**Estimation using camera data**

This section introduces state estimation using camera data and the control of a gimbal. First, we address the coordinate frame geometry and describe the gimbal and camera frames. Then, the projection of a 3-D object into the 2-D image plane is presented. We also present a simple gimbal pointing algorithm which is implemented in a pan-tilt gimbal to point an antenna towards the UAS. Moreover, we discuss a geolocation algorithm used to estimate the position of an aircraft within its eld of view. This study assumes that an image recognition algorithm exists which detects the UAS in the image data. This section is

based on the work of.

**Gimbal and Camera Frames and Projective Geometry**

Assuming that the center of mass of the antenna pointer is the origin of the gimbal and camera frames, there are three frames of interest. The camera frame denoted by

The second frame of interest is obtained by rotating the body frame an angle of , the azimuth angle, about the axis, resulting in the gimbal frame (g1). This frame is denoted by

The rotation matrix of this coordinate frame transformation is given by

Finally, if the gimbal-1 frame is rotated an angle of , the elevation angle, in the axis, the third frame of interest is obtained, which is the gimbal frame. This transformation is described by

To obtain the rotation matrix from the body frame to the gimbal frame we just need to multiply the matrices in 15 and 16, resulting in

The convention in computer vision and image processing for the camera frame is that the axis points to the right of the image, axis points down of the image, and axis points along the optical axis. Therefore, the transformation from the gimbal frame to the camera frame is given by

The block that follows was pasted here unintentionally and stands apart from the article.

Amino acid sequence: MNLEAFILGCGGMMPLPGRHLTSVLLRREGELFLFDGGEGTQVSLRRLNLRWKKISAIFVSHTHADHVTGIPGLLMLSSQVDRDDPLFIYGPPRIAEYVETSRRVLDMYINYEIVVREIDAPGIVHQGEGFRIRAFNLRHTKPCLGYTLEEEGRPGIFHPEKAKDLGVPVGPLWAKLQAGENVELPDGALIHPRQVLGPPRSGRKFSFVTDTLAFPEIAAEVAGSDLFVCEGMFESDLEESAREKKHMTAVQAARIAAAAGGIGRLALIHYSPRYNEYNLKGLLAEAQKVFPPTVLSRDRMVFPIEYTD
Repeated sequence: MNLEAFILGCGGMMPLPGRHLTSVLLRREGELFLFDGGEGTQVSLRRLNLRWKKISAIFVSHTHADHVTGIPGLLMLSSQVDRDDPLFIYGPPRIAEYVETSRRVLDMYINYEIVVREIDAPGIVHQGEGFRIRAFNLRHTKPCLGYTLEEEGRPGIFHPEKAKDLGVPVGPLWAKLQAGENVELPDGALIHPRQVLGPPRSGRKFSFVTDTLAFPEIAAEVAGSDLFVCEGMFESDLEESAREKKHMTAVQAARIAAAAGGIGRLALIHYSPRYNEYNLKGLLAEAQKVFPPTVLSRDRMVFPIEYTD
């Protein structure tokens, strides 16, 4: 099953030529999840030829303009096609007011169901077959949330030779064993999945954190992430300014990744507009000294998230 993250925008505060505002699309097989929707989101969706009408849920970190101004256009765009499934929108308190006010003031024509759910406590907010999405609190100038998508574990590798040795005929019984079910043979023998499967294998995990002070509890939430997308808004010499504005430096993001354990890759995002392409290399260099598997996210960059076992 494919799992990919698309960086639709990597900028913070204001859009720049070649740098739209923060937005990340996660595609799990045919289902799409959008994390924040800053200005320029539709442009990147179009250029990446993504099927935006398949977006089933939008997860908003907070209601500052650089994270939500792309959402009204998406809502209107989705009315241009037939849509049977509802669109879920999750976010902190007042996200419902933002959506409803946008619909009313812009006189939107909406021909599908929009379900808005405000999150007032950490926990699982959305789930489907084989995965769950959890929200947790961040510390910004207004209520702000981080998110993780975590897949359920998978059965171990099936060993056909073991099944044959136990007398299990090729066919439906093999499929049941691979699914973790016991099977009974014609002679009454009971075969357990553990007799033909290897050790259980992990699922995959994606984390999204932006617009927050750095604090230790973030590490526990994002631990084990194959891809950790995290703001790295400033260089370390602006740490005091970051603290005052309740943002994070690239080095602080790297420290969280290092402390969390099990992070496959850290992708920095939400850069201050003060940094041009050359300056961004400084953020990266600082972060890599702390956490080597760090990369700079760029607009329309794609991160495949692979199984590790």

**Camera Model**

Lets assume that the pixels and the pixel array are square. Dening M as- the width of the square pixel array and v as the eld-of-view of the camera, then f which is the focal length, is given by

The position of the UAS projected into the camera frame is given by (), where and are the pixel location of the aircraft in units of pixels. The distance between the origin of the camera frame and the location of the plane (), is PF where

Using basic trigonometry we get

Dening as the vector to the UAS and L = ||l|| we can express (21) through (23) as

since L is unknown, cannot be calculated only with camera data. Even so, the unit vector that points towards the aircraft can be obtained as

Since this unit vector is used multiple times throughout this section, we use the notation

**Gimbal Pointing**

In this section we present a basic gimbal-pointing algorithm, which is used by our antenna pointer. The tracking system is assumed to pan and tilt with the respective angles azimuth and elevation. The dynamic model of the gimbal is assumed as

The purpose of this algorithm is to point an antenna mounted in the gimbal to a given position, in our case the aircraft location. Let be the position of the UAV in the inertial frame. Our goal is to center the aircraft in the image plane, therefore aligning the optical axis of the camera with the desired relative position vector

where is the inertial position of the antenna pointer and the subscript d indicates a desired quantity. The unit vector that targets the UAS in the body-frame is

Furthermore, we need to calculate the desired azimuth and elevation angles so that the UAS is located in the origin of the image plane, this is, to align the optical axis with . The next step is to determine the desired azimuth and elevation angles that aligns the optical axis with . Since the optical axis is given by , the c denoting that is in the camera frame, the commanded gimbal angles and are

Therefore the desired azimuth and elevation angles are

Then, choosing the gimbal servo commands we have

where and are positive control gains.